One of the key features of the Microsoft operating system is, of course, its Office suite of products. In turn, then, one of the areas people have their eyes on the closest with the new Microsoft operating system is what a new version of Microsoft Office will bring to the table. The vendor has started giving people a look at what to expect from Office 2016, and the early signs are positive indeed.
Going in with the attitude of “if it ain’t broke, don’t fix it,” Microsoft Office 2016 doesn’t do much to change the functionality of its previous Office products. What it does do, however, is improve the user experience, with a greater emphasis on colour and user interface to create an experience more distinctive and pleasing to the eye.
But that’s not to suggest there aren’t new features. One interesting one is the “Tell me what you want to do,” option in most Office apps. This looks like a search bar, and you type in something you’d like to achieve (for example “insert a table”) and the bar will instantly pull up a list of options related to that request. With this feature there will be no more wading through menus to try and remember where that one specific option for a specialised task is.
This feature is already in Office Web apps, but it’s nice to see it rolling into the desktop version. Additional modifications to make it more efficient to email attachments directly through the software also helps to streamline the experience, which is one area where Office apps did have room to improve.
Outlook has perhaps seen the biggest changes, with the ability to limit locally-stored mail to anything as low as one day a boon to people using Outlook on mobile devices. There’s also the neat feature that if you shrink Outlook’s window down, it will look and feel like a mail client on a phone, with a single pane view showing the list of emails, and clicking on that email will open it up in a preview. This feature will prove to be a valuable way to save screen real estate while being able to keep an eye on emails.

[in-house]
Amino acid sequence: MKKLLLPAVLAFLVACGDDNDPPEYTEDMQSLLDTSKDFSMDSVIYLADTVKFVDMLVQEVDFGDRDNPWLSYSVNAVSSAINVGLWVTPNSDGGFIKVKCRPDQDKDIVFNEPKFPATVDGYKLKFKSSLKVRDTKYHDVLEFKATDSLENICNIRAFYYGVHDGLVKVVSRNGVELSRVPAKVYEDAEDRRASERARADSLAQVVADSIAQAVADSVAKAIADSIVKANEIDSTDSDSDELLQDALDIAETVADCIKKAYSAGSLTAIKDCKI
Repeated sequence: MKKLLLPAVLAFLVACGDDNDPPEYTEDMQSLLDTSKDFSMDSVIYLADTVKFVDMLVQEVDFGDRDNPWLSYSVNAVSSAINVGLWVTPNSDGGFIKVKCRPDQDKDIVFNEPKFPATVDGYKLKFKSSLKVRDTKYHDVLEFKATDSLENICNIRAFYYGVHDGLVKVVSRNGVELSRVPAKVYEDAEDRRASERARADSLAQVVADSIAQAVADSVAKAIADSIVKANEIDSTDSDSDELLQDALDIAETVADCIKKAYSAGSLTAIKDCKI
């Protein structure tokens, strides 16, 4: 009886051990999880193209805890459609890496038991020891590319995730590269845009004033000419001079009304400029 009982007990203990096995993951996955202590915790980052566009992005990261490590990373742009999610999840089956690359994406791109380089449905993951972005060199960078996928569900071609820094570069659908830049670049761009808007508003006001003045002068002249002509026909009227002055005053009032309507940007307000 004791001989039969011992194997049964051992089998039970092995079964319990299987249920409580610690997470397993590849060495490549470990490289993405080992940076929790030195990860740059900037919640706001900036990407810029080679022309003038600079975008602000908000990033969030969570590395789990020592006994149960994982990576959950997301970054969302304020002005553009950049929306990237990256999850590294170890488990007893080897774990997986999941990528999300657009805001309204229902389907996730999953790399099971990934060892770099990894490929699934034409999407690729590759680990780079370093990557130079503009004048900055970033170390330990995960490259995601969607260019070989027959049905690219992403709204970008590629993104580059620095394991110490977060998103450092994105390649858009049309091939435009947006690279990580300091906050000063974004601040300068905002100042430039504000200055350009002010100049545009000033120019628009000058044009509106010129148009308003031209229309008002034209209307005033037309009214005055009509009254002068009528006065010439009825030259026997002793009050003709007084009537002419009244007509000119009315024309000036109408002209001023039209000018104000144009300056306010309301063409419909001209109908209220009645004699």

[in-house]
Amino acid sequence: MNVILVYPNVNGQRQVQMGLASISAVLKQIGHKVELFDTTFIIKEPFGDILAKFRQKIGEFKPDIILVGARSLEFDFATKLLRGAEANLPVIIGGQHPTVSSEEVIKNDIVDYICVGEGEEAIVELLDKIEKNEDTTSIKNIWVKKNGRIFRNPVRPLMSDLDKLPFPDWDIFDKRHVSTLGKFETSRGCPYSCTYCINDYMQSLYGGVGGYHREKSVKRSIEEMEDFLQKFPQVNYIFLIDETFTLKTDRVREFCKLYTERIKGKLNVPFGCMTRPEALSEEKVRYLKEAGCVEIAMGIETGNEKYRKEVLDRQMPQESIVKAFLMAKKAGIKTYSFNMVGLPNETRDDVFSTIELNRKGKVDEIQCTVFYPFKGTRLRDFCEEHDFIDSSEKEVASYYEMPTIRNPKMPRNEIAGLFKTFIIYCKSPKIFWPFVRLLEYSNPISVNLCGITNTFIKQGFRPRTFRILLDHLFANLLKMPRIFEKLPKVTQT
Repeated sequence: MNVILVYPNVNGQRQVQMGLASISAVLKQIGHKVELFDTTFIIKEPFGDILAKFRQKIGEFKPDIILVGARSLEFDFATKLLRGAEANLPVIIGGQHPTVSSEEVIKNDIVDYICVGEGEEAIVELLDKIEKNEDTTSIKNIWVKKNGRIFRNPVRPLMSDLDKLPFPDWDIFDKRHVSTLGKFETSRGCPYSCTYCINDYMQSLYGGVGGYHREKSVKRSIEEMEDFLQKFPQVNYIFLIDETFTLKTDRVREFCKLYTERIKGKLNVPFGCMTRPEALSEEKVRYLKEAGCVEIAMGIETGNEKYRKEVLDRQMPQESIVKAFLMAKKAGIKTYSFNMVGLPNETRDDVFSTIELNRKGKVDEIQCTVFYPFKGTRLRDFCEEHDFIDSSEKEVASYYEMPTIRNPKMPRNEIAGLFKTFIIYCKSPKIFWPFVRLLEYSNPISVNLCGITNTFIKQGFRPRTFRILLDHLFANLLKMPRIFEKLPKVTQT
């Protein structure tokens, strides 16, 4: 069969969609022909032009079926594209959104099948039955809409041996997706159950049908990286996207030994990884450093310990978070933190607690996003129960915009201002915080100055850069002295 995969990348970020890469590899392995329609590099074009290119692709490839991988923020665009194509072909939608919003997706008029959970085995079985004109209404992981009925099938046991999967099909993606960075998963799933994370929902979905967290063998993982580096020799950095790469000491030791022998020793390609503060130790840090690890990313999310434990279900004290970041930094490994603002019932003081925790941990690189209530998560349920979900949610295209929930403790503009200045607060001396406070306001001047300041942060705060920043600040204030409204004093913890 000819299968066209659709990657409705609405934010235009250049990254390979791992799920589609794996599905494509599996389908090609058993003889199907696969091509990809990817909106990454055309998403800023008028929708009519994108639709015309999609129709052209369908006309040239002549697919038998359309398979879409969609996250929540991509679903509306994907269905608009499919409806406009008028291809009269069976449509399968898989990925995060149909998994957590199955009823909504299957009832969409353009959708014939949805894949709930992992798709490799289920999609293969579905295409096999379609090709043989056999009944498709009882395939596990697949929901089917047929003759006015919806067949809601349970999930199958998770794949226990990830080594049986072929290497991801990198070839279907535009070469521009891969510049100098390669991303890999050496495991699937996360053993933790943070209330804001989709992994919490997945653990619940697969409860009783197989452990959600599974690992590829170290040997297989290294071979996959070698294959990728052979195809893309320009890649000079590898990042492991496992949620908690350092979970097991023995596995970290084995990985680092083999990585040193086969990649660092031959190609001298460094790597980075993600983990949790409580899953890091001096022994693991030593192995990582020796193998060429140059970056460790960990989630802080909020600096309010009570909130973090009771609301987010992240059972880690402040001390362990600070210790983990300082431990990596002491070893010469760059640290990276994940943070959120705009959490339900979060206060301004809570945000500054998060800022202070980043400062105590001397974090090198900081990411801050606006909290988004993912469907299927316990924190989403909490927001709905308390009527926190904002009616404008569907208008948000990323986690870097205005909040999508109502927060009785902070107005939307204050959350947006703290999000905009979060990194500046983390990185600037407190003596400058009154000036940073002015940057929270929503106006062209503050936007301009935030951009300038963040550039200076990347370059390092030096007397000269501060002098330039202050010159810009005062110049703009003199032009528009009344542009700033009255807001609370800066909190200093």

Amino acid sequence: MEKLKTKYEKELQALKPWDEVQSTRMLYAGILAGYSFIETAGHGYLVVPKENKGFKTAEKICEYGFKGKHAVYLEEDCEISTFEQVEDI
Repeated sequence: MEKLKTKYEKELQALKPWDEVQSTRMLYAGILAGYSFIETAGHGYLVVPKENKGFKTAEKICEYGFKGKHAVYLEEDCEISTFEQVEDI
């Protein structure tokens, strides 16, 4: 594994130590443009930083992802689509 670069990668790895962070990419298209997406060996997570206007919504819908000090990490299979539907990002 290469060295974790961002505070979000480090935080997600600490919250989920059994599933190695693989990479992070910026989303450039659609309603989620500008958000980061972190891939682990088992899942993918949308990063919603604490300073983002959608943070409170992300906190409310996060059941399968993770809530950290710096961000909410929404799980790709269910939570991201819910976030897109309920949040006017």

Other features improve the value proposition of the new Office for corporations. Word, Excel and PowerPoint all have a new feature built in which Microsoft confusingly titles “Data Loss Protection” (confusingly because it has nothing to do with disaster recovery as the name suggests). This feature allows system administrators to create policies over document authoring and sharing, which will help prevent the leak of sensitive documents.
The current preview build that some people have access to does not contain all the features of the final product, according to Microsoft. Given the design philosophy of what we’ve seen to date, we wouldn’t expect to see anything too ground breaking being added in from here, but nevertheless Microsoft is set to deliver the most accessible, vibrant, and yet comprehensive edition of Office to date.